Ieji / The Way Home / 家路
Nao Kubota’s premier feature, Ieji, has a great premise, a host of great actors and particularly cogent message for post 3.11 Japan, but falls flat in its unisnspired direction and its length. Not that Kubota’s heart isn’t in the right place. The story pits Jiro (Kenichi Matsuyama) and his brother, Soichi (Masaaki Uchino) against the reality of life in the shadows of the Fukushima meltdown. Jiro, young, single, with a troubled past has moved back within the no-man’s zone surrounding the stricken reactor to rebuild and replant. His older brother, Soichi, is still living in cramped temporary housing with his wife (Sakura Ando), daughter and mother (Yuko Tanaka). The conflicts around individual and collective responsibility, family ties and the future of Tohoku are given the perfect opportunity to be played out. Even with his incredibly fine cast, though, Kubota doesn’t give them much room to breathe deeply, though he give them plenty of Ozu-ish time to appear meaningful. Flat and flawed as it is, Ieji is still better than most films dealing with 3.11.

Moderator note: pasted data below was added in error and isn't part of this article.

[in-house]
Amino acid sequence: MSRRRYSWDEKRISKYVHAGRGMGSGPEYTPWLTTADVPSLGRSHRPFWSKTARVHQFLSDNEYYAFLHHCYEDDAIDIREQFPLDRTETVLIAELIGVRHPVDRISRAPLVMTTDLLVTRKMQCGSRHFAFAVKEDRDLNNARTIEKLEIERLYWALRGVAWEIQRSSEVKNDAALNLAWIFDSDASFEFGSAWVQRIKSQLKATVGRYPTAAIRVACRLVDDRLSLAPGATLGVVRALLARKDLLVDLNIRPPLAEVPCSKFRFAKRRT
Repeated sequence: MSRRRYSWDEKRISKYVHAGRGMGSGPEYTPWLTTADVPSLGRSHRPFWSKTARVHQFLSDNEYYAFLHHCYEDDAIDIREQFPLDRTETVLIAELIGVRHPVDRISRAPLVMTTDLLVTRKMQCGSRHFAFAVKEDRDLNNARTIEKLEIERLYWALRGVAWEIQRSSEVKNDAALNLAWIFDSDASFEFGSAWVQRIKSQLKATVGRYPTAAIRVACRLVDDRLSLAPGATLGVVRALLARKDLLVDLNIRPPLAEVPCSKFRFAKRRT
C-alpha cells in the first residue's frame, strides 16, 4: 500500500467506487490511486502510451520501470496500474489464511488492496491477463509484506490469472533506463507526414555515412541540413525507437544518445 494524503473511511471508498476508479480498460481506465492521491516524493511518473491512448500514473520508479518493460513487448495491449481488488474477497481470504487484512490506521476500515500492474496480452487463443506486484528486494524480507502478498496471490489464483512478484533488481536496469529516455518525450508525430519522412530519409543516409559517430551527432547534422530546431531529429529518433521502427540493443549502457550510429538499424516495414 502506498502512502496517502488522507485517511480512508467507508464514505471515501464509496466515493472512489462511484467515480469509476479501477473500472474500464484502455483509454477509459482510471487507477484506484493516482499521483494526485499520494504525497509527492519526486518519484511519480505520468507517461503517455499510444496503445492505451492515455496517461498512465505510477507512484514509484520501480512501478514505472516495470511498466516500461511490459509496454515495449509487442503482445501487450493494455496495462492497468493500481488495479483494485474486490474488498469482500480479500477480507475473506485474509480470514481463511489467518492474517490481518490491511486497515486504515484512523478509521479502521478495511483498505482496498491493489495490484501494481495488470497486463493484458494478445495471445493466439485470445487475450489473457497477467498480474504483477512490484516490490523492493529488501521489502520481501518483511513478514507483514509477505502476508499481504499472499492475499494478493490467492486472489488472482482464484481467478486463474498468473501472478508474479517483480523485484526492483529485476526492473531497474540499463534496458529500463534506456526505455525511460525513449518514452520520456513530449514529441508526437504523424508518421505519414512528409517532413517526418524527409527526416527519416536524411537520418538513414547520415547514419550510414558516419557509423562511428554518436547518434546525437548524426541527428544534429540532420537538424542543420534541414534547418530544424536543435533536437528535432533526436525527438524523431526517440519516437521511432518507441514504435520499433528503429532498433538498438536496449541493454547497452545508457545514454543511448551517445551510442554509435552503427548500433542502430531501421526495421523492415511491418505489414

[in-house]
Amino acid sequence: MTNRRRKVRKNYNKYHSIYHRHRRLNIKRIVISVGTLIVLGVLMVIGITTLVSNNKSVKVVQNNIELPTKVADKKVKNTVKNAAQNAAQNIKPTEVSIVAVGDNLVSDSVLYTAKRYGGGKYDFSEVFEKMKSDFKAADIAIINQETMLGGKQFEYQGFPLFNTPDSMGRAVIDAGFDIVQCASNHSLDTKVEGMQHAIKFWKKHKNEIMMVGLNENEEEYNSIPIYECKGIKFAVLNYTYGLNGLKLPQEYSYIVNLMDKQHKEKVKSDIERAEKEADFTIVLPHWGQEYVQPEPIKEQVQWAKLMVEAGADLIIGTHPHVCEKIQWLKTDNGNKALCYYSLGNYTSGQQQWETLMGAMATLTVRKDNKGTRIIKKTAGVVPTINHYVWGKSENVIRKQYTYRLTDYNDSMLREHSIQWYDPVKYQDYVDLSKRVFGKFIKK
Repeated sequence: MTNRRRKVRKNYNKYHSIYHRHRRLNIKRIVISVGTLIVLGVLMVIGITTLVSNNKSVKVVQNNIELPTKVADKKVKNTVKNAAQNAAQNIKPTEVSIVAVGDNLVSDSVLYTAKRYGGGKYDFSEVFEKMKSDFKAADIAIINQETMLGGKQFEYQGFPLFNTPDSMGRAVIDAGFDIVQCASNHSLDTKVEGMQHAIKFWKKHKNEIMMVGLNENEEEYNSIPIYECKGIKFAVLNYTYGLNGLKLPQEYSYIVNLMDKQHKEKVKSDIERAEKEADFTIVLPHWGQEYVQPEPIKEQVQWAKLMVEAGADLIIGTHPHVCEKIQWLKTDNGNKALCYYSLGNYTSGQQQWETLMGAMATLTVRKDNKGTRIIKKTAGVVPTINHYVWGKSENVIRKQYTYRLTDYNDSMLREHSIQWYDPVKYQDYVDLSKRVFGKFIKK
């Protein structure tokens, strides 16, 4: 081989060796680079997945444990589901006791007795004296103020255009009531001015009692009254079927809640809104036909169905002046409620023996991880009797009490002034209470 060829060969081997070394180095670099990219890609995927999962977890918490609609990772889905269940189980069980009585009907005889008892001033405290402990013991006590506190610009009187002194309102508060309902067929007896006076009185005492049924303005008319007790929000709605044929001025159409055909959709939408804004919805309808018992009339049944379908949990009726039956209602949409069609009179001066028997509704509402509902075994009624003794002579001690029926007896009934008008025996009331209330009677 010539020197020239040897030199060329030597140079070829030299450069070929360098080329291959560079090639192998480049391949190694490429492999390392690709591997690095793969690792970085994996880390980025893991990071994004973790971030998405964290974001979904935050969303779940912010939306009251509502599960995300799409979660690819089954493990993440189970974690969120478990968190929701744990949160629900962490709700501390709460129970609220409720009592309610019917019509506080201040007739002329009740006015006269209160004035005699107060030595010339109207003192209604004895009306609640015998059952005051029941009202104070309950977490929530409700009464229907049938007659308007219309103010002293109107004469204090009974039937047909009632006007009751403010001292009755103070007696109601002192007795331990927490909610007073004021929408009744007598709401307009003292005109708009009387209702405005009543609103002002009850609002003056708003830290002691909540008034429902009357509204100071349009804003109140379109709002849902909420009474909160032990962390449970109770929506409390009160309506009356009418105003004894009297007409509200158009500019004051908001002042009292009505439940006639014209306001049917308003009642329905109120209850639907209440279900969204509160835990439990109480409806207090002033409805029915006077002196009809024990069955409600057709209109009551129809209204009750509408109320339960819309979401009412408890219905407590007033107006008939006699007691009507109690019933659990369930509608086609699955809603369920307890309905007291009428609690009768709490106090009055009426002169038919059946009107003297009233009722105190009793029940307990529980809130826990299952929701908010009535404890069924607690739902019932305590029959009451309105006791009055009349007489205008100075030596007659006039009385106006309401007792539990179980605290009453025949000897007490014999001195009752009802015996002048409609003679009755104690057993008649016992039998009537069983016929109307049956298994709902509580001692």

Originally published in EL Magazine, March 2014.